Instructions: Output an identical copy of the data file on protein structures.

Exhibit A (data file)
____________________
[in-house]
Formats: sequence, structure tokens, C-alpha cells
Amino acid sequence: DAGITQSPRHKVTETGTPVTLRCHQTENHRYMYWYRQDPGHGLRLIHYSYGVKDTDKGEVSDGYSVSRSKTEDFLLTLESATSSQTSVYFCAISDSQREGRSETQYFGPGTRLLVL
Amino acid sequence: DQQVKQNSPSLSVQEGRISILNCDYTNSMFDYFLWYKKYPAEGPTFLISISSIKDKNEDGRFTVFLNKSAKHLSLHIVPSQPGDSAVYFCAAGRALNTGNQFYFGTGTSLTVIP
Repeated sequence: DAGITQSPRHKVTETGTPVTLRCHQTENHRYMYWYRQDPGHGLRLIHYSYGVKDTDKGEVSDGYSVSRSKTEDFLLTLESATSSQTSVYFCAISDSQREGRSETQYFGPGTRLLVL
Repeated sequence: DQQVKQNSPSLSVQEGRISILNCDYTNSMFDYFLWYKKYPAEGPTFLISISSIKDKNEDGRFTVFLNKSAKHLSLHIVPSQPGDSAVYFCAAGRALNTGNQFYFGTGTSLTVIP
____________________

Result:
[in-house]
Formats: sequence, structure tokens, C-alpha cells
Amino acid sequence: DAGITQSPRHKVTETGTPVTLRCHQTENHRYMYWYRQDPGHGLRLIHYSYGVKDTDKGEVSDGYSVSRSKTEDFLLTLESATSSQTSVYFCAISDSQREGRSETQYFGPGTRLLVL
Amino acid sequence: DQQVKQNSPSLSVQEGRISILNCDYTNSMFDYFLWYKKYPAEGPTFLISISSIKDKNEDGRFTVFLNKSAKHLSLHIVPSQPGDSAVYFCAAGRALNTGNQFYFGTGTSLTVIP
Repeated sequence: DAGITQSPRHKVTETGTPVTLRCHQTENHRYMYWYRQDPGHGLRLIHYSYGVKDTDKGEVSDGYSVSRSKTEDFLLTLESATSSQTSVYFCAISDSQREGRSETQYFGPGTRLLVL
Repeated sequence: DQQVKQNSPSLSVQEGRISILNCDYTNSMFDYFLWYKKYPAEGPTFLISISSIKDKNEDGRFTVFLNKSAKHLSLHIVPSQPGDSAVYFCAAGRALNTGNQFYFGTGTSLTVIP